~Alysha Speer

Friday, December 13, 2019

cousins get together again

I’m in a dim sunspot, resting after the 1+ hour drive from Kirsten’s. Yesterday afternoon, after our trip to the city, I struck out cross-country with the dogs, destination: Kirsten’s. I don’t drive often, maybe a few times a year to the local village, so this was a big deal for me… but I did it! And I got us home again 😁

The dogs were a bit more settled this visit with no noisy scraps, so I consider it a big success. Adia was still fine with the cats, and once she had a minute to calm down in the house she was good with tiny Twinkie. It took her ages to settle down onto a bed though, so this morning I put her on her leash and forced her to relax, or at least not pace. Kirsten’s house is a maze of rooms that she can do figure 8’s in (not at running speed thankfully!).

We had a great visit, although Shenna was jet lagged - she arrived from NZ yesterday in the earliest AM - we gathered around the island noshing on cheese & crackers (and huge amounts of Miss Vickie's salt & vinegar chips). It was so much fun! I have trouble tearing my eyes away from them as I’m sure they’ll disappear if I blink.

The Christmas tree survived unscathed!

Now for a bit of backtracking:

Tuesday we met Kirsten & Nissa for lunch in ‘middle town’. It’s ½ hour for both of us so a wonderful easy meet. I still had energy on our way home so sent a quick message to Jo Ellen and Don to invite them for supper - yay! They could come. I had a few containers of Minestrone in the freezer so was able to whip up a quick supper. 

Wednesday I was so exhausted that I had to have a short nap, but then, energized (a bit), invited Trudie & Leo for supper. I made rice with mushrooms, red peppers, fennel seed, and chicken thighs. Unfortunately the instant pot crapped out and never started counting down. It came up to pressure though. When I eventually opened it everything was cooked but there was a thick burn on the bottom. It’s the third time this has happened with this pot so I think there is something wrong with it. I’ve never had the same problem with my original pot.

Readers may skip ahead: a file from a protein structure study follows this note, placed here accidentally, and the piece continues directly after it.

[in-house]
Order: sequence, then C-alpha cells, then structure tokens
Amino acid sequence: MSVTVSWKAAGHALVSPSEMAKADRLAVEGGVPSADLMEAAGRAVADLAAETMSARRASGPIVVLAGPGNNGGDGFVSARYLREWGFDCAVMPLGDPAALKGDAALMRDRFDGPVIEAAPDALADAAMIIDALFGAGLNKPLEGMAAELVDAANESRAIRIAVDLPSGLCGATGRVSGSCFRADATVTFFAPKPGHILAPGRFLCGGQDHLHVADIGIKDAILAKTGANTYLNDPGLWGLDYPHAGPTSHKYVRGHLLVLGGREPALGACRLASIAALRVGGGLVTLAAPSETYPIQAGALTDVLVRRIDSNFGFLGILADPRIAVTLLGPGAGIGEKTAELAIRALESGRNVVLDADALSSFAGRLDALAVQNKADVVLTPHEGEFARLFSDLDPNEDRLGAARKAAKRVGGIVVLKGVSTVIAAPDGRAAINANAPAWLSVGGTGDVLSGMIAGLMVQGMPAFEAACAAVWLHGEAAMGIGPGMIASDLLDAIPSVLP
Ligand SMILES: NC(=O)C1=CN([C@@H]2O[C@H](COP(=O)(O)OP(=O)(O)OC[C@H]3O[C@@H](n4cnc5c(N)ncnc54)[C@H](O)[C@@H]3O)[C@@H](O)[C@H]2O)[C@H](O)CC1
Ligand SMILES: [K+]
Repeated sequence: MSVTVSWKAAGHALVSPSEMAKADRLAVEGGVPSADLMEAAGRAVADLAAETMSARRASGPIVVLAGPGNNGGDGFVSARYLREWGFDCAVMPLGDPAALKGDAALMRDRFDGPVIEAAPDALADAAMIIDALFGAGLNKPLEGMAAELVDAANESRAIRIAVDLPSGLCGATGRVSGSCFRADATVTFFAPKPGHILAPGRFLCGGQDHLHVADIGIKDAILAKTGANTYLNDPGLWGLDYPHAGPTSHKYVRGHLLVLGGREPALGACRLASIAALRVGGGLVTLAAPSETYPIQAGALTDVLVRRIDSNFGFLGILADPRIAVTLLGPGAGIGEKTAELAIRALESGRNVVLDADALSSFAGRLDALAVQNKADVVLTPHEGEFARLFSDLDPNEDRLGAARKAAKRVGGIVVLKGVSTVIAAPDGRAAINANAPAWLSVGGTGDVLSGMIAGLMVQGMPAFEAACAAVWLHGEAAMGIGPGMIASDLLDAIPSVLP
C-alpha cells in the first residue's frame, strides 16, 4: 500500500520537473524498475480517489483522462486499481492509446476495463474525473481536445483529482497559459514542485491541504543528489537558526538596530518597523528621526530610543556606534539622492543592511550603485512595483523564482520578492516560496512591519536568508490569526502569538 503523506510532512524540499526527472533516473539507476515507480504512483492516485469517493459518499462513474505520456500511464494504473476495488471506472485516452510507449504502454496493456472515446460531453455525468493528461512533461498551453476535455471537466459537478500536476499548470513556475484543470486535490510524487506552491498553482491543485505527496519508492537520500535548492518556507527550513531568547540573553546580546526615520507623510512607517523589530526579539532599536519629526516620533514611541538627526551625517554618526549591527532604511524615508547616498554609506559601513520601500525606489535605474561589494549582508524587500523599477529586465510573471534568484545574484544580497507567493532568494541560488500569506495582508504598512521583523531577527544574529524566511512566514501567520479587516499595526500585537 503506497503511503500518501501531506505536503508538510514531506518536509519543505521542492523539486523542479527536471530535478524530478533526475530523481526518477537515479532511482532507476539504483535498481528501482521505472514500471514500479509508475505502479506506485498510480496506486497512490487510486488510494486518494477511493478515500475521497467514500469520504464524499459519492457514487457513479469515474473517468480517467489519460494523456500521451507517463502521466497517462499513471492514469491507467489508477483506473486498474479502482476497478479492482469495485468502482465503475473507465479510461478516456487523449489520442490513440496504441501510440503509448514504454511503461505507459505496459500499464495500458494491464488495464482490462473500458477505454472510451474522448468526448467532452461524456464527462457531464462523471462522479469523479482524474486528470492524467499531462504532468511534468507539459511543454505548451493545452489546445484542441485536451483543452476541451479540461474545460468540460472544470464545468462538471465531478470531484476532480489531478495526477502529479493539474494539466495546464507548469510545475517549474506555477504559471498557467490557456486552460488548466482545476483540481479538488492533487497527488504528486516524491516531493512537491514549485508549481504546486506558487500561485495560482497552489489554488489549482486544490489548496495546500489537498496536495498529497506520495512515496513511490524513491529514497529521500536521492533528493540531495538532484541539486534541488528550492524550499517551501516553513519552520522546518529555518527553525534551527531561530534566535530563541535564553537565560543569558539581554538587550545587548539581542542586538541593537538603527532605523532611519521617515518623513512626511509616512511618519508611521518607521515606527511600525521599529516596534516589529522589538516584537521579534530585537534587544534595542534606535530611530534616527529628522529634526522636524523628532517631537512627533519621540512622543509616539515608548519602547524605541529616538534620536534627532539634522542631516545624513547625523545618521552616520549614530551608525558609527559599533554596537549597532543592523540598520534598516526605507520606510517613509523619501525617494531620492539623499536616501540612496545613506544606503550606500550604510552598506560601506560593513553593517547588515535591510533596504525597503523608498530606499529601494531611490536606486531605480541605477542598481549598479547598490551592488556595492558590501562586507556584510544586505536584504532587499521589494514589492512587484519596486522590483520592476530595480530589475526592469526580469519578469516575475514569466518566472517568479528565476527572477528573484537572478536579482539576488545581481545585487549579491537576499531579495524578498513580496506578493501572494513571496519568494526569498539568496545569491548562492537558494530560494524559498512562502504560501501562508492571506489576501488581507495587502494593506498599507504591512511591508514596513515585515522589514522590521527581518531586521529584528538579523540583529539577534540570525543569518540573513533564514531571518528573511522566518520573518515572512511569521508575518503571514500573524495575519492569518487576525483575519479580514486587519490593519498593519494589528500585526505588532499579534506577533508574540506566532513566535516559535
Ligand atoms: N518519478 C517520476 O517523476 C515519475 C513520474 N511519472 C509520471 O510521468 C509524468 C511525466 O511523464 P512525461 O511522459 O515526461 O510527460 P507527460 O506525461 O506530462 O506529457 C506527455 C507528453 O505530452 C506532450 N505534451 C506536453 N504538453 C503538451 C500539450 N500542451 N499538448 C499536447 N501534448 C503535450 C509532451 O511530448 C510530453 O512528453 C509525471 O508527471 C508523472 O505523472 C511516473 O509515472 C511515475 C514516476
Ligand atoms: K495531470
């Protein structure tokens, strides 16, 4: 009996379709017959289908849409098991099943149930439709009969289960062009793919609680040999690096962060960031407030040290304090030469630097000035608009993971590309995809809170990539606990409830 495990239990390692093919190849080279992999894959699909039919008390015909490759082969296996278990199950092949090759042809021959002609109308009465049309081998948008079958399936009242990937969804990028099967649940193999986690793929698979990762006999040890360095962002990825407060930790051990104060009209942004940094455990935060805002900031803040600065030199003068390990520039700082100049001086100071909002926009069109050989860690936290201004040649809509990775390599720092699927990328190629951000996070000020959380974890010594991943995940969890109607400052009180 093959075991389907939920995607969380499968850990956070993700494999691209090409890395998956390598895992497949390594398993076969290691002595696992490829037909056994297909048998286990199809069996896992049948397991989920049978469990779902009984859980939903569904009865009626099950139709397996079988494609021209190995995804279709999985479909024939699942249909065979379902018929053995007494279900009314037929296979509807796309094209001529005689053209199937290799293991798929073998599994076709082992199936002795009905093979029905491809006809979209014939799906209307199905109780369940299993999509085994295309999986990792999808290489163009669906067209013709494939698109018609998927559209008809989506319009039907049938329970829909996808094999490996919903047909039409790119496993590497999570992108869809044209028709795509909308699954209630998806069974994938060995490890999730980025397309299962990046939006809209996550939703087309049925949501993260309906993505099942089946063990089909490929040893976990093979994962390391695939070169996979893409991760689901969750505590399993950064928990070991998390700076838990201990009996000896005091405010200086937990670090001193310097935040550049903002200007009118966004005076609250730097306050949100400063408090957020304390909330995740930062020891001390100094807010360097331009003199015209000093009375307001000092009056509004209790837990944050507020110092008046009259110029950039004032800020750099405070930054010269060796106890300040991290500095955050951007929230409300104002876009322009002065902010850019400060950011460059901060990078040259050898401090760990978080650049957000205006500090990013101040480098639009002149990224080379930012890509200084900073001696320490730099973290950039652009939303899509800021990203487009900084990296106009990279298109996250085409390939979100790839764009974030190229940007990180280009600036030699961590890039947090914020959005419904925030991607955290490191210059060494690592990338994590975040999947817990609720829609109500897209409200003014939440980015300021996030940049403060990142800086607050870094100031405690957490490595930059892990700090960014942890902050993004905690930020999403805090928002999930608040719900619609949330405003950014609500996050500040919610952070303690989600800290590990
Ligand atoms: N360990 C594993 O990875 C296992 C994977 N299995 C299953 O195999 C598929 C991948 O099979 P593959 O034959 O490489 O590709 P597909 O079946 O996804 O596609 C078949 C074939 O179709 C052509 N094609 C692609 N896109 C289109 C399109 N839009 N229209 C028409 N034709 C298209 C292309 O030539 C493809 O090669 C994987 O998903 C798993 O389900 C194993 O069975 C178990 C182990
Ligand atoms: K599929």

And back to Thursday… dentist appointments for both of us, including fixing the tooth I chipped in Rome. This dentist is great and doesn’t make me cry like the last one did!

To keep the activity going we are having Pat over for supper tonight.

Oh what a wonderful soul so bright inside you. Got power to heal the sun’s broken heart, power to restore the moon’s vision too.”

Monday, December 9, 2019

the failing of my mind

Sunday was one of those cuddle up on the couch to read and watch movies sort of day. The sky was grey, colouring everything with a murky gloom. I was feeling okay… until sometime in the afternoon… clonk… I think it happened in the tub with Leonard Cohen singing ‘Suzanne’. Maybe it was the gloom. Maybe it was the fact that I’m back in reality and have to get in the mood for cooking. Or maybe it was the failing of my mind.

I’ve had a few conversations with myself since, pep talks if you will. A litany of ‘I can do this’ is reverberating in my head. It might be working. Cooking seems like a possibility (easy stuff anyway), and company seems like a must do.

We struck out across the township today, partially to get me out, and also for some practical reasons. Monday is seniors day at the hair salon, so we both got shorn. Pasta sauce was on sale at a far away town and we thought lunch out might be nice. Got the sauce but lunch was a partial fail as out of the corner of my eye I saw KFC, which isn’t exactly lunch out but more an extravagant fail of crispy fat.

It helped… a bit. There is no sun in the forecast until Thursday so I’ll have to hang on until then.

And Jesus was a sailor when he walked upon the water
And he spent a long time watching from his lonely wooden tower
And when he knew for certain only drowning men could see him
He said all men will be sailors then until the sea shall free them
But he himself was broken, long before the sky would open
Forsaken, almost human, he sank beneath your wisdom like a stone”
~Leonard Cohen, Suzanne

Saturday, December 7, 2019

frozen apples

We haven’t been home for a week yet and already we are back to a routine and feel like we’ve never been away. My trip into the bag of cotton ball reality seems distant and hazy. The pets have settled down and seem to have forgotten that we were gone.